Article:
State ex rel. Grendell v. Davidson, No. 99-1198.

CourtUnited States State Supreme Court of Ohio
Writing for the CourtPer Curiam.
Citation86 Ohio St.3d 629,716 NE 2d 704
PartiesTHE STATE OF OHIO EX REL. GRENDELL ET AL. v. DAVIDSON, SPEAKER OF THE HOUSE, ET AL.
Docket NumberNo. 99-1198.
Decision Date28 September 1999

86 Ohio St.3d 629
716 NE 2d 704

THE STATE OF OHIO EX REL. GRENDELL ET AL.
v.
DAVIDSON, SPEAKER OF THE HOUSE, ET AL

No. 99-1198.

Supreme Court of Ohio.

Submitted July 28, 1999.

Decided September 28, 1999.


86 Ohio St.3d 630
Grendell & Associates Co., L.P.A., and Timothy J. Grendell; Phillips & Co., L.P.A., and Gerald W. Phillips, for relators

Betty D. Montgomery, Attorney General, Judith L. French, Robert C. Maier and Elizabeth S. Luper, Assistant Attorneys General, for respondents.

86 Ohio St.3d 631
Per Curiam.

Motion for Leave to Amend Complaint

Relators claim that pursuant to Civ.R. 15(A), because no responsive pleading had been filed at the time that they filed their amended complaint, they have an unrestricted right to amend their complaint as a matter of course. S.Ct.Prac.R. X(2) provides that all original actions other than habeas corpus filed in this court "shall proceed under the Ohio Rules of Civil Procedure, unless clearly inapplicable." State ex rel. SuperAmerica Group v. Licking Cty. Bd. of Elections (1997), 80 Ohio St.3d 182, 185, 685 N.E.2d 507, 510. Civ.R. 15(A) provides that "[a] party may amend his pleading once as a matter of course at any time before a responsive pleading is served * * *." (Emphasis added.) Under the Rules of Civil Procedure, a motion to dismiss is not a responsive pleading, and a party can amend his or her complaint as a matter of course even after a motion to dismiss has been filed. State ex rel. Hanson v. Guernsey Cty. Bd. of Commrs. (1992), 65 Ohio St.3d 545, 549, 605 N.E.2d 378, 382.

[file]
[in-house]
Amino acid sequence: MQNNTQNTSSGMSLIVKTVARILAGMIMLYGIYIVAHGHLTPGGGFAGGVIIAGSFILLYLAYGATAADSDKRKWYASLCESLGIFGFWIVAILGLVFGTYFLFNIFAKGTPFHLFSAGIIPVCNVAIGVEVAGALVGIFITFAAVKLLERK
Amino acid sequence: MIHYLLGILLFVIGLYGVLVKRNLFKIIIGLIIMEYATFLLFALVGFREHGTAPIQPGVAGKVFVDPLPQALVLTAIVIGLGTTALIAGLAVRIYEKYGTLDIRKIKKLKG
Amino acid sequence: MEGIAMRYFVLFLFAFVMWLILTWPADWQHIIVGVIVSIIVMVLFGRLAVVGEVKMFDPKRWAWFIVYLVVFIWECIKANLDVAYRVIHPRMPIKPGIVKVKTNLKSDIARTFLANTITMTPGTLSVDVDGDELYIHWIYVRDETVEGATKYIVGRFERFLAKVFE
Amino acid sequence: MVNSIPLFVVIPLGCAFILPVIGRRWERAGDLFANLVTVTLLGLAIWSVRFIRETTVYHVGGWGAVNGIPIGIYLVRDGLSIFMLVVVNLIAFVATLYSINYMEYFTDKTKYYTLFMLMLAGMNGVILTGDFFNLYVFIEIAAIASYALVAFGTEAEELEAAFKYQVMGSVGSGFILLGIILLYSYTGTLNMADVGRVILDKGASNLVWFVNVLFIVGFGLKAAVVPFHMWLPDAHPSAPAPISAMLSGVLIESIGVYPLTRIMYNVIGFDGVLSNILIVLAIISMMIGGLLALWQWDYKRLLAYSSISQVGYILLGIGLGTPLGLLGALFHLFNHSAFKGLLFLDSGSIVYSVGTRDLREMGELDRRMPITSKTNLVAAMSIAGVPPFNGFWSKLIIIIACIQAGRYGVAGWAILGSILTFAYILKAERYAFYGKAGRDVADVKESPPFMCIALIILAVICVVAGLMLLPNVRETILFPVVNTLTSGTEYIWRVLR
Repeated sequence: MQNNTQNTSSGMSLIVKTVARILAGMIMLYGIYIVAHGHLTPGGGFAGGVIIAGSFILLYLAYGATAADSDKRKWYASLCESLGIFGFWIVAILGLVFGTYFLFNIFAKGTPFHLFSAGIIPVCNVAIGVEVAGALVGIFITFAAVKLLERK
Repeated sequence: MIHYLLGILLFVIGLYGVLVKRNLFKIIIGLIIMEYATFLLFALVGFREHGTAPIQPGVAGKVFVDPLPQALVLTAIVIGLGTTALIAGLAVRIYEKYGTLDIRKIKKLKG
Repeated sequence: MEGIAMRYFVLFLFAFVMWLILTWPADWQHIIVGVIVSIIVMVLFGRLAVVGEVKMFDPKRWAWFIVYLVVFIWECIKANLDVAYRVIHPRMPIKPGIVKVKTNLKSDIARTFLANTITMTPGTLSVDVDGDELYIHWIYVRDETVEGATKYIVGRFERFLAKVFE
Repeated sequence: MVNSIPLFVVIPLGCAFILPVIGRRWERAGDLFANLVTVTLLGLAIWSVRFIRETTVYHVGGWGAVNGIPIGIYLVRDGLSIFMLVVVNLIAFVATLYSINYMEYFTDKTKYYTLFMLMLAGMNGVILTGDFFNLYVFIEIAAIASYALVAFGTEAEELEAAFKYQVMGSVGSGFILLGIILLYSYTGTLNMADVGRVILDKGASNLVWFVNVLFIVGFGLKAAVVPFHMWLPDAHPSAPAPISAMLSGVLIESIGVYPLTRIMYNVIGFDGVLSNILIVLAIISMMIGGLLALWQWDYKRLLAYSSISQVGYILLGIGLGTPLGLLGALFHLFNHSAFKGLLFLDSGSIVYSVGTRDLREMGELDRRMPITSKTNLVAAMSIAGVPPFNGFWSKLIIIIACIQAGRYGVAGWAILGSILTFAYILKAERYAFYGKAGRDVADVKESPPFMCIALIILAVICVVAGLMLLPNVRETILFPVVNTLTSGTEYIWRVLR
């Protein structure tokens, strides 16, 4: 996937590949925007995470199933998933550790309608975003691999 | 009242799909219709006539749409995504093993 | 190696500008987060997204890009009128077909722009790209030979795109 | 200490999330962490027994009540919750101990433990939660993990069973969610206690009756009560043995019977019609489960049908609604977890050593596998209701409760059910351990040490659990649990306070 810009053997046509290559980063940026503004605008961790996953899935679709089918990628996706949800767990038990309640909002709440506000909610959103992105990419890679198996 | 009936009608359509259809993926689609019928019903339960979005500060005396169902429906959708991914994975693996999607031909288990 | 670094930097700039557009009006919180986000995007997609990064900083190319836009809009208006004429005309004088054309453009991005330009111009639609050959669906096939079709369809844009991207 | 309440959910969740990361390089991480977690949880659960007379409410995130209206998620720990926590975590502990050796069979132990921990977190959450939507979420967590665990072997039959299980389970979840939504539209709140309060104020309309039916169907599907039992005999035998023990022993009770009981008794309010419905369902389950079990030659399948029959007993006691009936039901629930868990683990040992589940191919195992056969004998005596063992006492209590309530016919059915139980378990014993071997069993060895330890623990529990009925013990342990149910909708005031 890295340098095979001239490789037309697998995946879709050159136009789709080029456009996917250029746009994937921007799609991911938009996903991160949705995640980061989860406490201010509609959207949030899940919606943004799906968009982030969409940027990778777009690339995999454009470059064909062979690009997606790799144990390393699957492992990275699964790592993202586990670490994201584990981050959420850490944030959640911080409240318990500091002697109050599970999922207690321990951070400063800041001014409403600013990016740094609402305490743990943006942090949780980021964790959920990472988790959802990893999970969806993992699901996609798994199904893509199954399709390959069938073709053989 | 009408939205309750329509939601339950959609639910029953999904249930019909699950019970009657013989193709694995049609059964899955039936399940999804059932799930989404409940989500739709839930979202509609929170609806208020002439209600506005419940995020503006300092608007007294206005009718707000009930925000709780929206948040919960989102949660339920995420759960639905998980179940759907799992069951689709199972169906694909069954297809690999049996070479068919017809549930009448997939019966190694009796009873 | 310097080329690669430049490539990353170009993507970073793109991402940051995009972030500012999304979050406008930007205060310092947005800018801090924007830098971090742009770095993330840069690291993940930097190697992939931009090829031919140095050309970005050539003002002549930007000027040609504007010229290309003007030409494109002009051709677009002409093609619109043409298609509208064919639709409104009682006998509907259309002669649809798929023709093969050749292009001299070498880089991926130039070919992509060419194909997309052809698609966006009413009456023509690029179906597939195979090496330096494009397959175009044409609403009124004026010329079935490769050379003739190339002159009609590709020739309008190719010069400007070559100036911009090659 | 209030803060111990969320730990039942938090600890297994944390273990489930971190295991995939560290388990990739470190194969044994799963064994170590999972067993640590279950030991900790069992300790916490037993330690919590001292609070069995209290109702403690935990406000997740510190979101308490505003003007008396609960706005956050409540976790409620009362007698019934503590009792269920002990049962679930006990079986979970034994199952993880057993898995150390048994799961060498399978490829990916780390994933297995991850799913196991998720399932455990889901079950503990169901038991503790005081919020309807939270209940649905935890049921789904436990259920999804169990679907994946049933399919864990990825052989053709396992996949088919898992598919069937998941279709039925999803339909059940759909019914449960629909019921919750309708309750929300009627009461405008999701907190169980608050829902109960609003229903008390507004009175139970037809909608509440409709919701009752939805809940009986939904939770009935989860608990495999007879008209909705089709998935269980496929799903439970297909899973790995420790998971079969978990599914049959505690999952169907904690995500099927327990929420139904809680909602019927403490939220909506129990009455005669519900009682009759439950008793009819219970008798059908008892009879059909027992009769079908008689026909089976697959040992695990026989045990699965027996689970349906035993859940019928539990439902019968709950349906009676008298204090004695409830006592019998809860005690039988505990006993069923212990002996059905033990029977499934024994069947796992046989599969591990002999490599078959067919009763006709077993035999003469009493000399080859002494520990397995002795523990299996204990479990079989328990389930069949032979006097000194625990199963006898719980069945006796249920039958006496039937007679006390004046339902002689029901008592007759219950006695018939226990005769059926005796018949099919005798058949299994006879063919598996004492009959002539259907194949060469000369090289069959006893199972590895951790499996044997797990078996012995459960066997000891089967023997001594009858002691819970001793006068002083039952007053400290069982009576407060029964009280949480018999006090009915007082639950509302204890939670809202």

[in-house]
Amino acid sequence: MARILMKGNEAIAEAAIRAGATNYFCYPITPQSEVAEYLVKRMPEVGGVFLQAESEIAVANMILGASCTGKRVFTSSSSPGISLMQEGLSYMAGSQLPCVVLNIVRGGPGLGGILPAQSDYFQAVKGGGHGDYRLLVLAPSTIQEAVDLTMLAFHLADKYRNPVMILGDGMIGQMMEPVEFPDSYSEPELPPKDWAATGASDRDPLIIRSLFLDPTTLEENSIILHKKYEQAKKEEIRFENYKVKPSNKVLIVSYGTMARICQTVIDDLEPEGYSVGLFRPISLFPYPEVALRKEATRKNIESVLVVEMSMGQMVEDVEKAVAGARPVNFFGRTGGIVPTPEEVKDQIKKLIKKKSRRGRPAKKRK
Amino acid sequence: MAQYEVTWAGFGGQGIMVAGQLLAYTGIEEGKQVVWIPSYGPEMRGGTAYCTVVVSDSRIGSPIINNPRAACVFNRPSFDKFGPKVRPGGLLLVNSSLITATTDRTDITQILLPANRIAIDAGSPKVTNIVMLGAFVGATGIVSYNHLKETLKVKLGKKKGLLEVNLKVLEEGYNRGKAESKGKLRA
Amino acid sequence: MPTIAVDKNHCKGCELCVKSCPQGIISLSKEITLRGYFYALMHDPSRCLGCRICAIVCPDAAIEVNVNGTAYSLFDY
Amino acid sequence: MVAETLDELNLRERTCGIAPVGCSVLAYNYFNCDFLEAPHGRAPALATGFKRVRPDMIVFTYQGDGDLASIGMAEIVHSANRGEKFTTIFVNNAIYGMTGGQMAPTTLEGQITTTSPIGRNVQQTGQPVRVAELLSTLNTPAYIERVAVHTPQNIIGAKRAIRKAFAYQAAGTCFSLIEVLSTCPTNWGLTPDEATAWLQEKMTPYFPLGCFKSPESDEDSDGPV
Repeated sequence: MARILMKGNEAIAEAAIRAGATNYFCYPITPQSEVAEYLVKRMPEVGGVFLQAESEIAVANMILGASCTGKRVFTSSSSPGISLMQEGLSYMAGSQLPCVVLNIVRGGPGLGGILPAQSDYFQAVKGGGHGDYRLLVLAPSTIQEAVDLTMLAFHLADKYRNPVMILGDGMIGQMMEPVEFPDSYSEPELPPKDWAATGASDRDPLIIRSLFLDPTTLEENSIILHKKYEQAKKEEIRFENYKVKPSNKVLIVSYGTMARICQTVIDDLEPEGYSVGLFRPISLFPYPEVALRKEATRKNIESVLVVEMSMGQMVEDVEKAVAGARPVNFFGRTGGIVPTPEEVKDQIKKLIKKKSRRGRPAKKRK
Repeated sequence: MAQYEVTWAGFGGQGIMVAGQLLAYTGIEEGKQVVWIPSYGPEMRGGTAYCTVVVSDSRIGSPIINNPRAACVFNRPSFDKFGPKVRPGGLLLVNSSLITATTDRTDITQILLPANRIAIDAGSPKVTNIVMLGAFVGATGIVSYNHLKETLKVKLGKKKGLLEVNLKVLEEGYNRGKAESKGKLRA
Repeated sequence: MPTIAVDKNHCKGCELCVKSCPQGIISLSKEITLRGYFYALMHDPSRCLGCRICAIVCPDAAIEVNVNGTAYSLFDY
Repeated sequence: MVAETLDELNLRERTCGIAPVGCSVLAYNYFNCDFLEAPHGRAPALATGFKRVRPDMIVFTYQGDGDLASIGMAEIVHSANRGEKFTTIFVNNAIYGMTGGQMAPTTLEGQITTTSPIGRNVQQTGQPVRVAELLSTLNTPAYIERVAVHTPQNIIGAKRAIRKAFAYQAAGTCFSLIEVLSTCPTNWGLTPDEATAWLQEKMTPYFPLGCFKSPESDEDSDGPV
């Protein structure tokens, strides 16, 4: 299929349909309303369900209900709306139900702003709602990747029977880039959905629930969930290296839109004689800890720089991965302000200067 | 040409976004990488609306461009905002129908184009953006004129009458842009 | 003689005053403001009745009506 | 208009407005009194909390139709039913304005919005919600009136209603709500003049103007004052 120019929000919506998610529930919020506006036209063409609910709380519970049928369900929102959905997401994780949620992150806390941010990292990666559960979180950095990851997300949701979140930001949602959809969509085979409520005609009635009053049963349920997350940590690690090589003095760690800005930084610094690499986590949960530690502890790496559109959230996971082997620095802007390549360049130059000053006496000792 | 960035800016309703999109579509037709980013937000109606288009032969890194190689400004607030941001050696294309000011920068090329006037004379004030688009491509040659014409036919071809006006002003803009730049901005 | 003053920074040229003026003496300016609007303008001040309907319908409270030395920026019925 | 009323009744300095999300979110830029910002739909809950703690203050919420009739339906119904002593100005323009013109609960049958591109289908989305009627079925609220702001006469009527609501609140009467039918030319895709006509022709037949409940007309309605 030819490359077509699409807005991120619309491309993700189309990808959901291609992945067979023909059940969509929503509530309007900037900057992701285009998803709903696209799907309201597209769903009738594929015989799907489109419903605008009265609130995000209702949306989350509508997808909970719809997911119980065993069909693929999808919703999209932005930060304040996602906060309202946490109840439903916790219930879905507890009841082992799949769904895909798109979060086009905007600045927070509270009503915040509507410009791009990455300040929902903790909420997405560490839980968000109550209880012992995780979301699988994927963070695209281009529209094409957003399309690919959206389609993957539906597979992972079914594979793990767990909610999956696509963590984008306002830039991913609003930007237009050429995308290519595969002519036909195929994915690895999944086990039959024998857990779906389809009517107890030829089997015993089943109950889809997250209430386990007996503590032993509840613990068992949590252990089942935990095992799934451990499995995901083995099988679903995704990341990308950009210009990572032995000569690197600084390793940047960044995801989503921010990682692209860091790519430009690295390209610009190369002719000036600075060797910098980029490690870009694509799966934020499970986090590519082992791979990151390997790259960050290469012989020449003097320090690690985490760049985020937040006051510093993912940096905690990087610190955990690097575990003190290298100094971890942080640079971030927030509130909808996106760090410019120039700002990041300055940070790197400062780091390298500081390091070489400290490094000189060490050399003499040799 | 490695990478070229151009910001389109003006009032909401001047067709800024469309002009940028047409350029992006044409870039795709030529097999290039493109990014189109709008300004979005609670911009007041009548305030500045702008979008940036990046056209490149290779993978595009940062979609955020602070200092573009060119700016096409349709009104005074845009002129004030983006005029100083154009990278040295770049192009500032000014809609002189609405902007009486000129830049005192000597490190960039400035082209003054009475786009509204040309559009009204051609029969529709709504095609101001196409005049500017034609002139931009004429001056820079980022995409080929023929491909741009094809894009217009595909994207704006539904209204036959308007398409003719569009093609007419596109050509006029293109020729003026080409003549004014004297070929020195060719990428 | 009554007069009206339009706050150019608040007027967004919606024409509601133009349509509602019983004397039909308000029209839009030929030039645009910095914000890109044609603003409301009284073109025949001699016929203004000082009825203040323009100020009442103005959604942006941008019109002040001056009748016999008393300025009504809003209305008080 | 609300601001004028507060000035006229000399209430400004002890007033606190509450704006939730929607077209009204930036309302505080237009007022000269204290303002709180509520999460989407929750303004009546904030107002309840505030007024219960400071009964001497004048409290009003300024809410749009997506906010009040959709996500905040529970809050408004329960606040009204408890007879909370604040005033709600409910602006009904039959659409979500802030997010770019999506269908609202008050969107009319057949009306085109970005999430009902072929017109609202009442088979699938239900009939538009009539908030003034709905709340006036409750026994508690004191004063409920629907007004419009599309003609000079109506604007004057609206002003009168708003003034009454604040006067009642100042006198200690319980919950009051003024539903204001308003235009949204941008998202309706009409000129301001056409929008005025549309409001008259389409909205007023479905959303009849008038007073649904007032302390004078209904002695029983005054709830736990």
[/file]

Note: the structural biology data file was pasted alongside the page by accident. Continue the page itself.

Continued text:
Hanson, however, was not an original action filed in this court, which involves the application of the Supreme Court Rules of Practice. S.Ct.Prac.R. X(5), entitled "Response to complaint; court action," designates an answer, motion to dismiss, or a motion for judgment on the pleadings (coupled with an answer) as the appropriate responses for original actions other than habeas corpus filed here that will prompt our S.Ct.Prac.R. X(5) determination. In effect, a motion to dismiss constitutes a "responsive pleading" for purposes of the abbreviated pleading schedule set forth in S.Ct.Prac.R. X(5), and, consequently, relators could not amend their complaint as a matter of course pursuant to Civ.R. 15(A) after respondents filed a motion to dismiss. Civ.R. 15(A) requires leave of court or written consent of the adverse party to obtain amendment of a complaint after a responsive pleading is served. Rockey v. 84 Lumber Co. (1993), 66 Ohio St.3d 221, 224, 611 N.E.2d 789, 791.

Nevertheless, relators alternatively request leave to amend their complaint pursuant to the allowance of an amendment under Civ.R. 15(A) following a responsive pleading ("Leave of court shall be freely given when justice so requires"), and the supplemental pleading provision of Civ.R. 15(E) ("Upon motion of a party the court may, upon reasonable notice and upon such terms as are just, permit him to serve a supplemental pleading setting forth transactions or occurrences or events which have happened since the date of the pleading sought to be supplemented."). Given the general policy favoring liberal amendment of pleadings under Civ.R. 15(A) and because relators' additional claims challenge the provisions of Am.Sub.H.B. No. 283, which had not been enacted at the time relators filed their initial complaint, see Civ.R. 15(E), relators' motion for leave to amend has merit. See, e.g., Patterson v. V & M Auto Body (1992), 63

86 Ohio St.3d 632